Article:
Monday, July 15, 2013


My man had to work all day Saturday, so my girl and I tried to keep ourselves occupied and out of trouble.

At the playground, she climbed.

While I stitched.

Back home for a hybrid pretend/real picnic.

Cafe visit.

A little more (rather frantic) stitching.

Wrapping up with Monday morning snuggles once again. Believe it or not, this photo is newsworthy. (That cat on the right, Daisy, haaaaates other cats.)

Saturday, July 13, 2013

Dillpotatis (Swedish Potato Salad)

This is a dish that I first made for our Midsummer party, where it was very popular. My man asked me to make it again for the 4th of July, and when my brother-in-law arrived that day he said he was really excited to see it on the table again.

With that kind of endorsement I thought I shouldn't keep the recipe to myself.

The instructions below might seem overly specific, but I think it's helpful to toss the potatoes with the dressing while they are quite warm, to help the dressing soak in. Then, you want the potatoes to be cooler when you add the herbs, so that they stay nice and bright green rather than getting cooked just from the contact with the hot potatoes.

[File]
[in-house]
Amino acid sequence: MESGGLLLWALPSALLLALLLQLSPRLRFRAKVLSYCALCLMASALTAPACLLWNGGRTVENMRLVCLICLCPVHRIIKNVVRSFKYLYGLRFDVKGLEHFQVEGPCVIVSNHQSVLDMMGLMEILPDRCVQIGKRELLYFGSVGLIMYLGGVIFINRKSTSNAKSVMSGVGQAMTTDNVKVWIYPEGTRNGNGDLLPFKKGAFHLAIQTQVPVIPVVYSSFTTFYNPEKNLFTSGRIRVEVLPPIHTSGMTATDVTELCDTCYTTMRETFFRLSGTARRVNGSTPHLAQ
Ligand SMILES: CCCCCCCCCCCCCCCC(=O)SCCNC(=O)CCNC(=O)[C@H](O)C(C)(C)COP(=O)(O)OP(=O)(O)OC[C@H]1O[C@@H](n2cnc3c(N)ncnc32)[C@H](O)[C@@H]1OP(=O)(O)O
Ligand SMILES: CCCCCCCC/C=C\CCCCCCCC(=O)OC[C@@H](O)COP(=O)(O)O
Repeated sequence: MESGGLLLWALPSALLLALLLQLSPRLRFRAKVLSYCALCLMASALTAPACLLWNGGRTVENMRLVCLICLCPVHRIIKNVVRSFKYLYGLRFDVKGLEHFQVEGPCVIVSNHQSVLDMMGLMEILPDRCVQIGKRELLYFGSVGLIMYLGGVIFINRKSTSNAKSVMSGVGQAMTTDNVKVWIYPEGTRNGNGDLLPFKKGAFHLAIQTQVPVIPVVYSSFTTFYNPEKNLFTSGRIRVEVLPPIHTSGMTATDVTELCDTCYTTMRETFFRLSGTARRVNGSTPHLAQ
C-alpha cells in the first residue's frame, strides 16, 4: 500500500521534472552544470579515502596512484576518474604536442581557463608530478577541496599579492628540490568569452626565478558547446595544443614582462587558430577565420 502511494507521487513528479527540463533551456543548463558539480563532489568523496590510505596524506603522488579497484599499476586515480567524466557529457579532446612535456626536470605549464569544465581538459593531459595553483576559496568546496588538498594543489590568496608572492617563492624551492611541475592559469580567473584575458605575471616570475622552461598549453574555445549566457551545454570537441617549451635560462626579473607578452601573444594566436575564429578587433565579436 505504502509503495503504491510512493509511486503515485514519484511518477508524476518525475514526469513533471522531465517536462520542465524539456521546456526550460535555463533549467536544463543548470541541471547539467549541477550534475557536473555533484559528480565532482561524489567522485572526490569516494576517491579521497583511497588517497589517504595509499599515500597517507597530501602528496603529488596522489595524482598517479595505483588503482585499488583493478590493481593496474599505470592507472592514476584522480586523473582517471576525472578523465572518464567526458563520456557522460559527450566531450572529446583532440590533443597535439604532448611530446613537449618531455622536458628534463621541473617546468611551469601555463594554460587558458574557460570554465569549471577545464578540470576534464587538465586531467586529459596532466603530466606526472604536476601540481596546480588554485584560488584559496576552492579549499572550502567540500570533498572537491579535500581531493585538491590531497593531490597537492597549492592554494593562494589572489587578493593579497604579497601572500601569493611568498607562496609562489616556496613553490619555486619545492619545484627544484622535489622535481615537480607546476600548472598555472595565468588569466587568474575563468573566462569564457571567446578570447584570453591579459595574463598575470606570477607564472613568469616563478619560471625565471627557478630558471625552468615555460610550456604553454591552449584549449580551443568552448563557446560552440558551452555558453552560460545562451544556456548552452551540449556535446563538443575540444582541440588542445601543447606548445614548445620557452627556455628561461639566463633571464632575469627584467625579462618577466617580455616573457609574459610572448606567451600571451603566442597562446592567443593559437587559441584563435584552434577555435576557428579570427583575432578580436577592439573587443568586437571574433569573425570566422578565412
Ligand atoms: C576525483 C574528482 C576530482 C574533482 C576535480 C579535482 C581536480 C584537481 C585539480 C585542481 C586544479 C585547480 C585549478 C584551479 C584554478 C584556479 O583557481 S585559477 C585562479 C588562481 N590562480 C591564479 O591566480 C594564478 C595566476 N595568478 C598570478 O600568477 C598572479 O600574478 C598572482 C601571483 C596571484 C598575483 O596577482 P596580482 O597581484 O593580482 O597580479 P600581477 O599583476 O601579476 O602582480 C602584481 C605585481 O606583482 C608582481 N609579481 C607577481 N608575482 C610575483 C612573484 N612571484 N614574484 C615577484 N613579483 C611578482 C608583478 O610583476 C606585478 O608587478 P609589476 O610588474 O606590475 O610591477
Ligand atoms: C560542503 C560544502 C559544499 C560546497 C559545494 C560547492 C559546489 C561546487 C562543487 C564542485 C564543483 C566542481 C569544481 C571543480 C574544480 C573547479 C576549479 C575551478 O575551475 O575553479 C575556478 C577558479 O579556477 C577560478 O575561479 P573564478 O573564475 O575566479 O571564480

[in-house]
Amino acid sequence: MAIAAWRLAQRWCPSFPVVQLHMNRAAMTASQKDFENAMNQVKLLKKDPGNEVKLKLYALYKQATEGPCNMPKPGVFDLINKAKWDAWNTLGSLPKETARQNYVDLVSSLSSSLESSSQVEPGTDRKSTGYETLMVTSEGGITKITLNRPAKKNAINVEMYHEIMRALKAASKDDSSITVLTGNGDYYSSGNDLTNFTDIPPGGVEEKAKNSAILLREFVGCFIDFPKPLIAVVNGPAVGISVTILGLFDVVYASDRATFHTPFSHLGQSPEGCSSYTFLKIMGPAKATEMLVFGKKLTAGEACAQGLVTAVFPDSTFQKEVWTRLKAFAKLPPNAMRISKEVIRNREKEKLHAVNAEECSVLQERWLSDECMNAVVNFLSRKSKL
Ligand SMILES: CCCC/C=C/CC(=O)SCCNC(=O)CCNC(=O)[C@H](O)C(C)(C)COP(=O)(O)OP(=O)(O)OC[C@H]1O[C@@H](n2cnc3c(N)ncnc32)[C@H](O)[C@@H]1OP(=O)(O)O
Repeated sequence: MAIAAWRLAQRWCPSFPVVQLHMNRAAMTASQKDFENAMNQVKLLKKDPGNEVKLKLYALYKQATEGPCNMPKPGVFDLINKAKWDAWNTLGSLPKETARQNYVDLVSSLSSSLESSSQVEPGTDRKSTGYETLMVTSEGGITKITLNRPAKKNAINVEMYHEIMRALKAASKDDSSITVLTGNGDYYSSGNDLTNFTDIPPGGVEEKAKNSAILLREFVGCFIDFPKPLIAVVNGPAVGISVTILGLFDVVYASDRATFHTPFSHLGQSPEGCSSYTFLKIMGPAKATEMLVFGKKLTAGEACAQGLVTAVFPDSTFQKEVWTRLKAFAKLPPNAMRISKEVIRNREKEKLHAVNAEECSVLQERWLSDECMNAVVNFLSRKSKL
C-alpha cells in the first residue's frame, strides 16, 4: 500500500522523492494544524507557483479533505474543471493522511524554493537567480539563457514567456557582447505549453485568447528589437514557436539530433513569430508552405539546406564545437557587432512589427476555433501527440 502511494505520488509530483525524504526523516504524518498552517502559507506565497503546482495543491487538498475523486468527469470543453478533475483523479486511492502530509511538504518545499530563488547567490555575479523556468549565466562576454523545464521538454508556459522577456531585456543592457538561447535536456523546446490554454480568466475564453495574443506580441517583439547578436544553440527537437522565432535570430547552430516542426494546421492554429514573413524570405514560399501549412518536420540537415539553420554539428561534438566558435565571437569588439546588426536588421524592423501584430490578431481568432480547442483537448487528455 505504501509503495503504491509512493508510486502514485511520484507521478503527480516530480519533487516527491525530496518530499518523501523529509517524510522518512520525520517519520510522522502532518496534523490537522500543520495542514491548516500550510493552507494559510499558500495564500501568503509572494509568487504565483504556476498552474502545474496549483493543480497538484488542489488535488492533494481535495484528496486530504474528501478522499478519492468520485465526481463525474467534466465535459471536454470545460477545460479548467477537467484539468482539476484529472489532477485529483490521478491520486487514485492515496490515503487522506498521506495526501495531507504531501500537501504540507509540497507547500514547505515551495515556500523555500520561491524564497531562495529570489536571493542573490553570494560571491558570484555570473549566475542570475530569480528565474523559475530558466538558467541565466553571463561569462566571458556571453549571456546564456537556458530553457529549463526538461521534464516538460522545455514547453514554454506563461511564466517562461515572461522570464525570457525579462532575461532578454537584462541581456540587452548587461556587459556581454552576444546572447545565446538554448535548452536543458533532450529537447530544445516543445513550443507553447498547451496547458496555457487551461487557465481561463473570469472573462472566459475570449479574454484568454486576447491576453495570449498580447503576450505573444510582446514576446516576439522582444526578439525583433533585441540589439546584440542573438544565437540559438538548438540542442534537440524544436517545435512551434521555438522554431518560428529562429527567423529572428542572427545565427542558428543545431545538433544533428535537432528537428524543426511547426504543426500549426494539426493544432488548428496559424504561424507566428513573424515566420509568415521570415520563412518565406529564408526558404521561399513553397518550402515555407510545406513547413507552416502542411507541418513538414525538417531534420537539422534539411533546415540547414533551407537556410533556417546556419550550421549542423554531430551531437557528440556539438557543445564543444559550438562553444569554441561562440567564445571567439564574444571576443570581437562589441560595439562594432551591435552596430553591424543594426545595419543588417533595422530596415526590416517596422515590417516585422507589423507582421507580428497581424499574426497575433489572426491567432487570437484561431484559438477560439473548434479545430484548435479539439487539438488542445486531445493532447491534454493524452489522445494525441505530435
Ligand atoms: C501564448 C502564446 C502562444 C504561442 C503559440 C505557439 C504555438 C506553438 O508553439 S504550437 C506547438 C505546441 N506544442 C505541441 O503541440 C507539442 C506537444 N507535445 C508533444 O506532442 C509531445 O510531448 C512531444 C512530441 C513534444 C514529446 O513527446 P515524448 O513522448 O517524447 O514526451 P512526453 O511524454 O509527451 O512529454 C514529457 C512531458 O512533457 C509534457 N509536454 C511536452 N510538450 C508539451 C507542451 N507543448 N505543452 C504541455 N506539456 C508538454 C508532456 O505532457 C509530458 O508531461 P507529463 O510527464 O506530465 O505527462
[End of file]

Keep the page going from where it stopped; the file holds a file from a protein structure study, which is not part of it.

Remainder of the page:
Dillpotatis: Swedish Potato Salad with Dill

Adapted from Scandinavian Cooking via

1 lb. new potatoes such as Yukon golds or banana fingerlings
2 Tbsp. white wine vinegar
1 tsp. salt
1/4 tsp. ground white pepper
6 Tbsp. vegetable oil
Fresh herbs: chives, parsley, dill

Wash the potatoes and cut them in quarters or, if they are very small, in half. Place them in a saucepan and cover with water. Cover, bring the water to a boil, and then turn down the heat and simmer until they are cooked through, about 15 minutes.

Drain the potatoes and let them cool slightly while you make the dressing: whisk the vinegar, salt, pepper, and oil together in a small bowl.